Lytro promised that its unique camera was only the beginning. The system allows the user to change focus of the picture after it’s taken, and the data contained in a single digital image taken with a camera is completely new and different from the data we’re used to seeing with more traditional technology. It’s uncharted territory and the company is still experimenting. Now, using the camera, you can shift perspective after the picture’s been taken.
To add a little Instagram-like fun into the mix, Lytro has also added Living Filters (which alter the color balance of the shot or add cool effects) to photos before they are shared on the web, via email, or on Facebook.
… a brand new type of technology that takes photos by capturing an entire plane of light rather than capturing a single moment from a point of light. The new design and the light field sensor allow the user to change photos after they’ve already been taken, allowing you to change focus from the foreground to the background with a single click. Lytro recently added Living Filters and Perspective shift to the mix, too.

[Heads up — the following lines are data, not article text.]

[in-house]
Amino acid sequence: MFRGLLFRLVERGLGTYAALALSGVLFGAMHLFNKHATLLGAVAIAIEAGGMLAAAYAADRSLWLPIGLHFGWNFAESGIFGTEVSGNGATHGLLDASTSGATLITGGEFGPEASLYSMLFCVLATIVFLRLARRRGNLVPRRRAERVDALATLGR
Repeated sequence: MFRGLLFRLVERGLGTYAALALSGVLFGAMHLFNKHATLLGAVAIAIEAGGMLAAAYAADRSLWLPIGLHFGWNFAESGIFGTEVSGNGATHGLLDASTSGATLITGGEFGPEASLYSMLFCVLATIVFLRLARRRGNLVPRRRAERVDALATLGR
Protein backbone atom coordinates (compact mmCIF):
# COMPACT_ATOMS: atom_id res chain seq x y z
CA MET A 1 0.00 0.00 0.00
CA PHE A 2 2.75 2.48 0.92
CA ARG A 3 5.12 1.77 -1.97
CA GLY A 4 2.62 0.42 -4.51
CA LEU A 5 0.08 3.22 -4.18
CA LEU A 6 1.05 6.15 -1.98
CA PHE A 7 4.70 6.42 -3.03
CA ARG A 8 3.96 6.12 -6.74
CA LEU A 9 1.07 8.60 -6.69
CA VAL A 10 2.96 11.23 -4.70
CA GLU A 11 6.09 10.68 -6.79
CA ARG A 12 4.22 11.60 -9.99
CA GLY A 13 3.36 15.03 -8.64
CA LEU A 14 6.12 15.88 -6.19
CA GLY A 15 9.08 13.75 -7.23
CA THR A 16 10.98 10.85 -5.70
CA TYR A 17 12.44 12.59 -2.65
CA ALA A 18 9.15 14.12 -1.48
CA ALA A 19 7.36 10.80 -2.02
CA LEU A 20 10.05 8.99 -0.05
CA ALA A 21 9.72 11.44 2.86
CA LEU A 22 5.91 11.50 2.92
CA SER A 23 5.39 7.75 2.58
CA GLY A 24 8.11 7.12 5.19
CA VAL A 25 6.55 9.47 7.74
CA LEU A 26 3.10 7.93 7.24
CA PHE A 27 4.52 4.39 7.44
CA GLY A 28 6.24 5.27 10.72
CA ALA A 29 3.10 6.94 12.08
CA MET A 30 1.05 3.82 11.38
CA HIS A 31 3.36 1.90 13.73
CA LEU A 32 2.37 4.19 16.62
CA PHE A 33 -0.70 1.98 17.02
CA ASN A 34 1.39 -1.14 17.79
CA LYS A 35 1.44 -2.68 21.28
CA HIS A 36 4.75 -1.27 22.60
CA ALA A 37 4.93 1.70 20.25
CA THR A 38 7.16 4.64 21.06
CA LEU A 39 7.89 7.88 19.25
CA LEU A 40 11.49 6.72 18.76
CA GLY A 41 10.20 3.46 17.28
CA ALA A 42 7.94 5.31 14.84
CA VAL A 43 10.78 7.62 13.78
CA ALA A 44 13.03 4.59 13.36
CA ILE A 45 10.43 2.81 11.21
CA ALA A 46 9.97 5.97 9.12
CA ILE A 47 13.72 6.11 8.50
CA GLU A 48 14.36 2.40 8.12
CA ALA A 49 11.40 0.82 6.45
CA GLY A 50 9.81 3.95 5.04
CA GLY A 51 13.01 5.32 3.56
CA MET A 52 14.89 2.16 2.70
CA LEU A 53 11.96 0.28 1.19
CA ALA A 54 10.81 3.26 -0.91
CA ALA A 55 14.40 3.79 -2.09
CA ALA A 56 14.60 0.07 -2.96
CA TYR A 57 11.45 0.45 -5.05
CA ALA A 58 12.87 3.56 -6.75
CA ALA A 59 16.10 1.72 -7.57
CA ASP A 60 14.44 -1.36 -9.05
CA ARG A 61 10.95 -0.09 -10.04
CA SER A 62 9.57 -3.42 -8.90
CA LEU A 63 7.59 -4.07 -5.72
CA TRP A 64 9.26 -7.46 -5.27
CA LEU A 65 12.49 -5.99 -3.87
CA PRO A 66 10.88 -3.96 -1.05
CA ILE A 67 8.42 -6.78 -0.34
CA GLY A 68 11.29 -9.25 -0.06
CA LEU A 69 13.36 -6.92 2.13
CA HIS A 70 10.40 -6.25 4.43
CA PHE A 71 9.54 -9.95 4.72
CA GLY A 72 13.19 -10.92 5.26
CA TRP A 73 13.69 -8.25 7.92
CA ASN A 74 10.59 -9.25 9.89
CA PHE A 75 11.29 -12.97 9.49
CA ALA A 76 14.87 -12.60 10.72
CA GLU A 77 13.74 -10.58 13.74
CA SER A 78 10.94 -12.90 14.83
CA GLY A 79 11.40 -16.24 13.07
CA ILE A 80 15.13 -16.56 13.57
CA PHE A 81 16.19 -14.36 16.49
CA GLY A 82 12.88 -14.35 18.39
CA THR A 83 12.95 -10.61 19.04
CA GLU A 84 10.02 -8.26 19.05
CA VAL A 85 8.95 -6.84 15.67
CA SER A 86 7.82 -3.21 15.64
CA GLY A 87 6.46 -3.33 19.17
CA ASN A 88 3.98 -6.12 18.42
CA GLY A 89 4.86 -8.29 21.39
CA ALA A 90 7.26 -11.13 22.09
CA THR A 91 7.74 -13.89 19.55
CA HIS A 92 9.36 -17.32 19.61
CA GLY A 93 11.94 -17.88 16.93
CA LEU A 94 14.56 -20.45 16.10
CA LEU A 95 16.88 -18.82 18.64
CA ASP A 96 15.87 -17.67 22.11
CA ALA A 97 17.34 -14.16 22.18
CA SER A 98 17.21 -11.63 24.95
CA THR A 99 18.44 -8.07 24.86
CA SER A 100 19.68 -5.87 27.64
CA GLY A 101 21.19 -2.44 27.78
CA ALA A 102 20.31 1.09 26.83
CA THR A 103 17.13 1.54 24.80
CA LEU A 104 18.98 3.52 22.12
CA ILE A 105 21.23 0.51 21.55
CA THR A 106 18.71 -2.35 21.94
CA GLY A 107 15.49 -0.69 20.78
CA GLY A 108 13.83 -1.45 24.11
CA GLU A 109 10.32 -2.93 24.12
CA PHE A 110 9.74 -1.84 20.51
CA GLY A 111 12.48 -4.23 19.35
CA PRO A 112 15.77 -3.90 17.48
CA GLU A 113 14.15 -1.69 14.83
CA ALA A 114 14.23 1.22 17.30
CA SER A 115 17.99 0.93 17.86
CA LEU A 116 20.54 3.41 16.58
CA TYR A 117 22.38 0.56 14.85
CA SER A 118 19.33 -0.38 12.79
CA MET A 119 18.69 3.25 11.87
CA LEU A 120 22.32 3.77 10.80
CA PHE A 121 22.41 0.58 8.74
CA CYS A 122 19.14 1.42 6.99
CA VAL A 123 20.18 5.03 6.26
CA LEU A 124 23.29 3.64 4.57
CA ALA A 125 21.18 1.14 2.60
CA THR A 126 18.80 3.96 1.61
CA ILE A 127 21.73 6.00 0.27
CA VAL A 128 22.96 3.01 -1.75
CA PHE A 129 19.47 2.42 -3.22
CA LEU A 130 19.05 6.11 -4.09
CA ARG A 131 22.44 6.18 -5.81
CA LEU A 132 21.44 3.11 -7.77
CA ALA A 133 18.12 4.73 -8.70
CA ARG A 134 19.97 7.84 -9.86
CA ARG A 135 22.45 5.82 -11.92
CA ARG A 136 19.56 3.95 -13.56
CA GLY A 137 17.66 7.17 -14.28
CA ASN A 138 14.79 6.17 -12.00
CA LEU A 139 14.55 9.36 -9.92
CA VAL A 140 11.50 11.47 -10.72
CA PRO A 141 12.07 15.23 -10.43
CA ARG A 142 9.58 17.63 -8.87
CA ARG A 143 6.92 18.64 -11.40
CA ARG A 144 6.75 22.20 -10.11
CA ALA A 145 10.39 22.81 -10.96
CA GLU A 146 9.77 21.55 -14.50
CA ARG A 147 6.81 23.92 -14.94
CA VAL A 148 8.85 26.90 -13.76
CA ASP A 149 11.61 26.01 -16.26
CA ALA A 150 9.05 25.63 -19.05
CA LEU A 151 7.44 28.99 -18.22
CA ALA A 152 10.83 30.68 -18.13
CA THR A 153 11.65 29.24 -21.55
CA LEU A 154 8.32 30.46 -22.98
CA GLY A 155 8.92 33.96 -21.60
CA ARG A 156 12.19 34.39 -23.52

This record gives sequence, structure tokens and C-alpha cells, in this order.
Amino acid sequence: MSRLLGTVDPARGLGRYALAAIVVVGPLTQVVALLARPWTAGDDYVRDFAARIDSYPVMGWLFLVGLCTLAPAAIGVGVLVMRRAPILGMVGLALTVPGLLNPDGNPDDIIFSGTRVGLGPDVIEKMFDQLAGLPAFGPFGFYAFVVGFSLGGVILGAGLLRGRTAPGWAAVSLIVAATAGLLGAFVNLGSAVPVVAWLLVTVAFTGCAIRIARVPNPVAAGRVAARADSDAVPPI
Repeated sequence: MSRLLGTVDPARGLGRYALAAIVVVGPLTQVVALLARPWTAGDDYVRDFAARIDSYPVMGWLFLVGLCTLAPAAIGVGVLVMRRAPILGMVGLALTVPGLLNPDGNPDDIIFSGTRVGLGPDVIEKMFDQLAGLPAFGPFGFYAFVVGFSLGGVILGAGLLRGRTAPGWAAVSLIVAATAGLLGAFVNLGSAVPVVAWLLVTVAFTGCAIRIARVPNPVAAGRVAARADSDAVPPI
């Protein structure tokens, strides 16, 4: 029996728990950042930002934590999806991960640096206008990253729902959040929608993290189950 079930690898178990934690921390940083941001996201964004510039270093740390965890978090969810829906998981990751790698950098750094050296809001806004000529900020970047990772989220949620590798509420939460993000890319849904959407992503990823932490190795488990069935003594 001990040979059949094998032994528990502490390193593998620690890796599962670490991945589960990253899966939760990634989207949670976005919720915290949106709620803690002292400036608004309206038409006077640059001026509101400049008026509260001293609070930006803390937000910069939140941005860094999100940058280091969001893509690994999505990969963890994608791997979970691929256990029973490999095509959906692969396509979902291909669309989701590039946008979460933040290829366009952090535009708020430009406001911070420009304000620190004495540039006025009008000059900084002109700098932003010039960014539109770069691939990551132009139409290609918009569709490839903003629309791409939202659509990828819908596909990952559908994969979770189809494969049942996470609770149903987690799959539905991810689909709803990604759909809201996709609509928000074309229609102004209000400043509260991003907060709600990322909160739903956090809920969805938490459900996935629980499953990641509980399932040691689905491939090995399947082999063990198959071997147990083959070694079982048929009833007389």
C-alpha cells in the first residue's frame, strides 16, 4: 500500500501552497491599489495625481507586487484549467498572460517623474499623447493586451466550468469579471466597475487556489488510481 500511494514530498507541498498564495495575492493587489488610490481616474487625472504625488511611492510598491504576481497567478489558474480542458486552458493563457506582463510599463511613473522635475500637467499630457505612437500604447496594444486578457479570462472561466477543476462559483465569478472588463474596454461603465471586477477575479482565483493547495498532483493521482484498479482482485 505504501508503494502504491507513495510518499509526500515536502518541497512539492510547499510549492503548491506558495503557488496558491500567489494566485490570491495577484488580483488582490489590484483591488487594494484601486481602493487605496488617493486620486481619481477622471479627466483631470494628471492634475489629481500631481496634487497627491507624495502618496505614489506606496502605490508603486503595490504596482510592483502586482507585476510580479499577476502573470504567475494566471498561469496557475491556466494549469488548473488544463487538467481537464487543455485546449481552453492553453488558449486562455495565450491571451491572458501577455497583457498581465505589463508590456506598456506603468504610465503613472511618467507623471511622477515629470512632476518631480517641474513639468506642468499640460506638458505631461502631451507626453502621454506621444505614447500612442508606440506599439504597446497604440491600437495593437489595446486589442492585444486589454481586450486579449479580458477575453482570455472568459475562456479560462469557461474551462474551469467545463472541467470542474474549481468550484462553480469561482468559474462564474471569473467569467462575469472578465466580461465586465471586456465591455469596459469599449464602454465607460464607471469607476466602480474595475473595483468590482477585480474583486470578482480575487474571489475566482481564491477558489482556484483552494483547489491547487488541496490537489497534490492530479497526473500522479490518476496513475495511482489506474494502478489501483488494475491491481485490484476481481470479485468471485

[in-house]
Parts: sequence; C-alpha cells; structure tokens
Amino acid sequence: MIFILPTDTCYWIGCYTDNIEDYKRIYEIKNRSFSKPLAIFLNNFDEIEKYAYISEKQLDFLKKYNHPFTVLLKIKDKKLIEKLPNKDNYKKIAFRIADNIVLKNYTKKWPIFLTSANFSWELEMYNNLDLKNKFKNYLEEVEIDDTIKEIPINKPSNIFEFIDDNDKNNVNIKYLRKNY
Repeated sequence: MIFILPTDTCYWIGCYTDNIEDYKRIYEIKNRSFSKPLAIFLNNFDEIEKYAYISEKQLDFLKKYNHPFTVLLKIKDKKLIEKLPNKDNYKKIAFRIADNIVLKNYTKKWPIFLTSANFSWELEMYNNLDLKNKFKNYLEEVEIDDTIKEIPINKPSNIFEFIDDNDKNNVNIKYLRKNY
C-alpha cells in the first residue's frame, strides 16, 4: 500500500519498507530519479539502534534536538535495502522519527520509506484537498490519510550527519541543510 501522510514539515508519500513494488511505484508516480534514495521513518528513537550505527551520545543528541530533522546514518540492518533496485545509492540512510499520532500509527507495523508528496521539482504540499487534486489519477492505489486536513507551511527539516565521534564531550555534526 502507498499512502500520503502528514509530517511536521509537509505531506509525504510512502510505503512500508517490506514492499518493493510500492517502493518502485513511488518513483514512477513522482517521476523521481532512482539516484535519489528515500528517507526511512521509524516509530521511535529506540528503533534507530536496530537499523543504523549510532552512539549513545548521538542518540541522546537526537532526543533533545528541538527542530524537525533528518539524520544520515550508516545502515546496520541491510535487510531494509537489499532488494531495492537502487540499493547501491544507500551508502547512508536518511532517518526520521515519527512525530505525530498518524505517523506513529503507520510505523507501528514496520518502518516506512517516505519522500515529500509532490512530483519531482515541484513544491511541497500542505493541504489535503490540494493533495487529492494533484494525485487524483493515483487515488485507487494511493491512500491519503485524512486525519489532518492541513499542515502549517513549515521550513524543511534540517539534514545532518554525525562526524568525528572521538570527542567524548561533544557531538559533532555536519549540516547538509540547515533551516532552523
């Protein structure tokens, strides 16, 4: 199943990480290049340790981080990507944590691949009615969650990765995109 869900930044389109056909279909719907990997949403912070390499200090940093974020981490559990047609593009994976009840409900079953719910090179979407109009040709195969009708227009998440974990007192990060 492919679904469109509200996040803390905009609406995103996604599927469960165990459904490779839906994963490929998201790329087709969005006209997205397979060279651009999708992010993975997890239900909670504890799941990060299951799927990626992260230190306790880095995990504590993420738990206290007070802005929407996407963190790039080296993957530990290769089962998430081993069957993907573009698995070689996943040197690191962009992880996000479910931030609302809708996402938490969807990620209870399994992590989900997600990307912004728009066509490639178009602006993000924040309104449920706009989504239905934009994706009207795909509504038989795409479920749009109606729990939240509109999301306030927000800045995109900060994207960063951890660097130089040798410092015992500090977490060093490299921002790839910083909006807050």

… anyone who enjoys pictures. This camera is a treat to almost any demographic that enjoys taking and sharing pictures, from professional photographers to camera enthusiasts to Instagram addicts. The brilliance is that the technology is high-tech enough to get the experts excited and simple enough to get the novice creating and sharing dynamic photos online. It’s a pricey gift but it’s well worth it for the photo buff on your list.
… Lytro recently released accessories, broadened distribution, and added manual controls to the camera. This keeps photographers experimental and creative with their shots. On the other side, nifty tidbits like Perspective Shift and Living Filters make sharing on the web even more fun for Instagram-addicted teenagers, etc.
Check out the photos below:
In short, Lytro is developing a new type of camera that dramatically changes photography for the first time since the 1800s. Rather than just capturing one plane of light, it captures the entire light field around a picture, all in one shot taken on a single device. A light field includes every beam of light in every direction at every point in time. Experimentation in this field started in the mid-1990s at Stanford with 100 cameras in one room....